A most dangerous interwebz browser: Chromium

And then there is the Internet compartment, which is dominated by the Chromium browser. Ya ya, I know, you youngsters don’t want Firefuck anymore but coolio Googly smartness and shit. But … you know what just happened, right? So according to Orca you gotta clear Chromium off your new system and install the good old Firefuck anyway. Hate to say I told you so.

Gotta admit everything works fine and fast tho. Good call to replace the update manager with Mint Update.

One thing I didn’t like about LXLE and LXQt – the other lightweight distros I tested before – was the very subjective gut feeling to work on some kinda testbuild, a wobbly experimental construction that could go b00m anytime. I can’t quite put my finger on it but well … call it female intuition for what it’s worth. 😉 Peppermint felt different from the others. Despite its severe lacks and weaknesses I never felt like a lab rat strapped onto the nose of a primitive space rocket, with only a tiny little pilot goggles as protection, but I was working with an overly simplistic but stable and well thought out product.

Nice, very nice: Taking the Nemo filemanager from Linux Mint was also a good idea.

There is a lot of stuff missing from the Peppermint standard install, but what is there is good and makes sense. I’d even say I would’ve ended up with an almost similar choice of programs if I had to populate my own Linux distro, if it wasn’t for the bad misjudgement of integrating the  Chromium broswer.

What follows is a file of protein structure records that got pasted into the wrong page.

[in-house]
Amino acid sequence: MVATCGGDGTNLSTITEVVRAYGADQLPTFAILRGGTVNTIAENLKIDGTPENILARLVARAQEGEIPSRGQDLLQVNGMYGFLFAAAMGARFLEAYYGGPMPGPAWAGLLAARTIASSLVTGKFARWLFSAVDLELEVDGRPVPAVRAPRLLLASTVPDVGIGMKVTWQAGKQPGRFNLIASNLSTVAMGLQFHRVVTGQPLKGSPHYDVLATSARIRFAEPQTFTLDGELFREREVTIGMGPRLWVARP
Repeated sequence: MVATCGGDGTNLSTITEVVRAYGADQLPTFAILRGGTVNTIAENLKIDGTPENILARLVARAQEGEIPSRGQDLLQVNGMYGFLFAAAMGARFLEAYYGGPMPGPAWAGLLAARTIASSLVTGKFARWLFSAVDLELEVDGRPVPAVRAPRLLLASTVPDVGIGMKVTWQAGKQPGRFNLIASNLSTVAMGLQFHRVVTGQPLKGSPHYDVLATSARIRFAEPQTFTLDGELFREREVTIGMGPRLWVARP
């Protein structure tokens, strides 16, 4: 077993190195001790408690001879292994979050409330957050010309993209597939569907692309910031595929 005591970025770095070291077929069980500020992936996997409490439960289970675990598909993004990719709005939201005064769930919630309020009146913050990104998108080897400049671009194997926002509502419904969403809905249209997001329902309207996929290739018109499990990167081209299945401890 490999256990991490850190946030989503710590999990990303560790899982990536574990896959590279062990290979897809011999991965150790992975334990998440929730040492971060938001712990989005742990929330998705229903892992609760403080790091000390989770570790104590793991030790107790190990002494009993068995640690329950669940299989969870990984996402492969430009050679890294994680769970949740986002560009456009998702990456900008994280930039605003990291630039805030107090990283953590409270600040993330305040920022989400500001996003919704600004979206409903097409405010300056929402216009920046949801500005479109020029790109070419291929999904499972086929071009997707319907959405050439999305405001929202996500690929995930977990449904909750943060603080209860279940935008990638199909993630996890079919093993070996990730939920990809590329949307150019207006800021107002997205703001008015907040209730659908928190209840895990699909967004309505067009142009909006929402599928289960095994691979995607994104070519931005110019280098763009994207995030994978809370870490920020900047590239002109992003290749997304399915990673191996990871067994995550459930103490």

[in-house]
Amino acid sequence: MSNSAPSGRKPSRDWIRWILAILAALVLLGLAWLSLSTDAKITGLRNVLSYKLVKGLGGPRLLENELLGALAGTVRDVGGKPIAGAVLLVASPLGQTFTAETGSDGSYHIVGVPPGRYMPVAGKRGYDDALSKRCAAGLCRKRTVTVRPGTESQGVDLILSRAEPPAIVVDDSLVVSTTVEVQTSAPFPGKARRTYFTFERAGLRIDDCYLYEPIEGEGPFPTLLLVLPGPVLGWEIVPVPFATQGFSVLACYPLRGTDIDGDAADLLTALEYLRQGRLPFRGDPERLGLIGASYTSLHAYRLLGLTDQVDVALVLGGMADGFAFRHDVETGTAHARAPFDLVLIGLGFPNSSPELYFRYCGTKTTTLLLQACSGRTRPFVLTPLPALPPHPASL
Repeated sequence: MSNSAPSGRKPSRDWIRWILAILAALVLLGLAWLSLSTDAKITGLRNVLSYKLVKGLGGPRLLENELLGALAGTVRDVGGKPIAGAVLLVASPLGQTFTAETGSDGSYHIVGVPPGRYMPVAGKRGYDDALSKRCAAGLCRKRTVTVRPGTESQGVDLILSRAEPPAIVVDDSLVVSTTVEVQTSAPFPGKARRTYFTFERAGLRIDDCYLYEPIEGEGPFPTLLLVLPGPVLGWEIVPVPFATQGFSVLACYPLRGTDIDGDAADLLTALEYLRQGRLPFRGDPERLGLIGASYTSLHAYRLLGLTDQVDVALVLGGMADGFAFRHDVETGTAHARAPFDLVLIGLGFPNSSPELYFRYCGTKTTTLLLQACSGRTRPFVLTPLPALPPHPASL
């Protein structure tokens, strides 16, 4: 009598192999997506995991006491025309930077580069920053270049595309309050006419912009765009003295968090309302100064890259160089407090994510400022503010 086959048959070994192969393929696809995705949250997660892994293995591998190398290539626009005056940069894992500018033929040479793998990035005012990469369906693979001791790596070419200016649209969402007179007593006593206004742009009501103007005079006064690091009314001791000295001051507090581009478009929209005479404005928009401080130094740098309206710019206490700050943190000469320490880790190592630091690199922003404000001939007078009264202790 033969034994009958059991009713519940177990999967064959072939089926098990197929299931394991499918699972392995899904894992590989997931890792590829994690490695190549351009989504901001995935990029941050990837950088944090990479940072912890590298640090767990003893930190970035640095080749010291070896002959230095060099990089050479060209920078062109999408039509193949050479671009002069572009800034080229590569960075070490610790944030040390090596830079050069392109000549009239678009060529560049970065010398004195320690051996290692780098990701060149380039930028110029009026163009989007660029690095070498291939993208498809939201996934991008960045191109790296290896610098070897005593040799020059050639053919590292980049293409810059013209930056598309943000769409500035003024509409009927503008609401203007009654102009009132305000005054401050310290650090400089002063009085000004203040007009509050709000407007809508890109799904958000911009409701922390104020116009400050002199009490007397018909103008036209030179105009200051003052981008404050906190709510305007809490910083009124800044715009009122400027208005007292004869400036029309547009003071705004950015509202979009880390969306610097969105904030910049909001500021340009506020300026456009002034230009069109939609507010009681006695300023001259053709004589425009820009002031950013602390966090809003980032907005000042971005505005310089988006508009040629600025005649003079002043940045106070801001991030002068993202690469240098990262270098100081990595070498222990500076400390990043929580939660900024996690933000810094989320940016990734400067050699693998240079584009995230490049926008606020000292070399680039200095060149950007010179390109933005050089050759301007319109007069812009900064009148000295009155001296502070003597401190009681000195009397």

So, here are a couple vids Steve made about Peppermint 6:

And here’s AJ Reissig’s far more objective review:

A thing both of the guys mentioned is that you have to install additional software to this very bare OS in order to make it a functional and useful tool for you. Fortunately this ain’t a biggie with Linux. Just browse the friendly and well sorted Software Center (also borrowed from Mint), decide on the piece of software you want and download/install it with a single click. That’s so easy, shouldn’t even be too hard for total beginners. But why the devs didn’t include at least the most useful standard applications as … well, standard I’ll never understand.

Conclusion Time:

I kinda like all those lightweight Linux OSes, the philosophy behind them is cool, their heart is in the right place. Best examples of the lightweight family are probably LXLE and Manjaro LXQt, both distros Orca has installed and tested for herself and blogged about. LXQt goes even a step further then Lubuntu and Peppermint, by getting rid of the GTK toolkit and jumping on the newly developed Ot kit. I see a great future for LXLE and other Qt based distros but that is the future. In the here and now Qt is a system for freaks, not ready for the primetime yet. For the time being Peppermint is your OS of choice if you are completely new to the Linux world and/or your hardware is old and slow.